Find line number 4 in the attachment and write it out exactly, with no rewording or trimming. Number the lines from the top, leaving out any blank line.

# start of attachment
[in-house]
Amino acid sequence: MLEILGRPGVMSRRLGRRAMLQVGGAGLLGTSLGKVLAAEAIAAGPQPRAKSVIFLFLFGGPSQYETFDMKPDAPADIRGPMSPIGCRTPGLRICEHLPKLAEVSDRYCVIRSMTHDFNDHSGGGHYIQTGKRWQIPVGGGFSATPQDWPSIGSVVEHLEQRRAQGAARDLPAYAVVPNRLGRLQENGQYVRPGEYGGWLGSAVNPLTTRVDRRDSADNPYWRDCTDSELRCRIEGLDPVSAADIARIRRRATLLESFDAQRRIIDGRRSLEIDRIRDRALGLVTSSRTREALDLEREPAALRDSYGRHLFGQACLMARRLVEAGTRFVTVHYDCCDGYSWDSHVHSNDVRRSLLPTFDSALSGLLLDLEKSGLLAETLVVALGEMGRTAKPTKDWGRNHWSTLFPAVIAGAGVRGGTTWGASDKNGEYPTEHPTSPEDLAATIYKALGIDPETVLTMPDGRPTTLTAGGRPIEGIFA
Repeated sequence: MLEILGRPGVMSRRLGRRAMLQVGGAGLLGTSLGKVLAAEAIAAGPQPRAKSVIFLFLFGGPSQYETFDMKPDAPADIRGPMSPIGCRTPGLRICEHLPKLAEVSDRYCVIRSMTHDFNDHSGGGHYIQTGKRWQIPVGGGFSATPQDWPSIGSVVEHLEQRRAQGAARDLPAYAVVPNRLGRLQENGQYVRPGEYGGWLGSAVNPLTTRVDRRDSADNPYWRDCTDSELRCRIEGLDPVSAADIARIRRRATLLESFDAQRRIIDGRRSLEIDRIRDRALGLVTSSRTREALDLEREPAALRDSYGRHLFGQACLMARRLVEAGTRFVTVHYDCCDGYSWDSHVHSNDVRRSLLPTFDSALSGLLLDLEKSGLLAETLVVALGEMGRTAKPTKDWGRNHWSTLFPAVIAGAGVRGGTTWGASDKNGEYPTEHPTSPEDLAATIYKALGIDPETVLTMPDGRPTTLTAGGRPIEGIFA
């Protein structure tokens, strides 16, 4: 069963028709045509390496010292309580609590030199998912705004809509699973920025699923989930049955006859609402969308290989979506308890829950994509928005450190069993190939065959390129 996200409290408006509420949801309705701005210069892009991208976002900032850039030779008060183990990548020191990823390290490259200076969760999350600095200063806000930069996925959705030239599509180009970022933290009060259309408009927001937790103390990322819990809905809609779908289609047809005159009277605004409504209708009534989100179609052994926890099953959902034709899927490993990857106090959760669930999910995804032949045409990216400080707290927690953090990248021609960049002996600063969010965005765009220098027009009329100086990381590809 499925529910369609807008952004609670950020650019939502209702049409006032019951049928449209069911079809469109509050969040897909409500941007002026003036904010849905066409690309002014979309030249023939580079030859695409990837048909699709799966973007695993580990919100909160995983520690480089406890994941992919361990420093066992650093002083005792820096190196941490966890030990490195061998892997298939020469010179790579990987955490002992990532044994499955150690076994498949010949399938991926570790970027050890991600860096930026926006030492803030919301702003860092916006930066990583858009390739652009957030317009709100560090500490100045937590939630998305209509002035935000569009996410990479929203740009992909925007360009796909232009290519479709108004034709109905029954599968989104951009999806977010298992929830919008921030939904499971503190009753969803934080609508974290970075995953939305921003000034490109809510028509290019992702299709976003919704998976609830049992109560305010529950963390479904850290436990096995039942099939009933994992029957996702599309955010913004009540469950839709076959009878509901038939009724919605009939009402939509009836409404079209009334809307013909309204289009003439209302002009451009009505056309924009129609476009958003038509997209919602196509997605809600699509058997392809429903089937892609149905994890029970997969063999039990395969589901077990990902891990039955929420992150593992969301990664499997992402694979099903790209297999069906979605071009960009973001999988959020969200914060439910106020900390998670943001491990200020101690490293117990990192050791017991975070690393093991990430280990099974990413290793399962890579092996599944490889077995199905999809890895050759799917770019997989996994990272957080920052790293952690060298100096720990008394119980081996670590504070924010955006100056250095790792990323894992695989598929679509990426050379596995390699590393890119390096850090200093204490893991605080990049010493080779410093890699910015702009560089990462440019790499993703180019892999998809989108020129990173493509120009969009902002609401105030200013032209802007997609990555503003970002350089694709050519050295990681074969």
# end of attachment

């Protein structure tokens, strides 16, 4: 069963028709045509390496010292309580609590030199998912705004809509699973920025699923989930049955006859609402969308290989979506308890829950994509928005450190069993190939065959390129 996200409290408006509420949801309705701005210069892009991208976002900032850039030779008060183990990548020191990823390290490259200076969760999350600095200063806000930069996925959705030239599509180009970022933290009060259309408009927001937790103390990322819990809905809609779908289609047809005159009277605004409504209708009534989100179609052994926890099953959902034709899927490993990857106090959760669930999910995804032949045409990216400080707290927690953090990248021609960049002996600063969010965005765009220098027009009329100086990381590809 499925529910369609807008952004609670950020650019939502209702049409006032019951049928449209069911079809469109509050969040897909409500941007002026003036904010849905066409690309002014979309030249023939580079030859695409990837048909699709799966973007695993580990919100909160995983520690480089406890994941992919361990420093066992650093002083005792820096190196941490966890030990490195061998892997298939020469010179790579990987955490002992990532044994499955150690076994498949010949399938991926570790970027050890991600860096930026926006030492803030919301702003860092916006930066990583858009390739652009957030317009709100560090500490100045937590939630998305209509002035935000569009996410990479929203740009992909925007360009796909232009290519479709108004034709109905029954599968989104951009999806977010298992929830919008921030939904499971503190009753969803934080609508974290970075995953939305921003000034490109809510028509290019992702299709976003919704998976609830049992109560305010529950963390479904850290436990096995039942099939009933994992029957996702599309955010913004009540469950839709076959009878509901038939009724919605009939009402939509009836409404079209009334809307013909309204289009003439209302002009451009009505056309924009129609476009958003038509997209919602196509997605809600699509058997392809429903089937892609149905994890029970997969063999039990395969589901077990990902891990039955929420992150593992969301990664499997992402694979099903790209297999069906979605071009960009973001999988959020969200914060439910106020900390998670943001491990200020101690490293117990990192050791017991975070690393093991990430280990099974990413290793399962890579092996599944490889077995199905999809890895050759799917770019997989996994990272957080920052790293952690060298100096720990008394119980081996670590504070924010955006100056250095790792990323894992695989598929679509990426050379596995390699590393890119390096850090200093204490893991605080990049010493080779410093890699910015702009560089990462440019790499993703180019892999998809989108020129990173493509120009969009902002609401105030200013032209802007997609990555503003970002350089694709050519050295990681074969």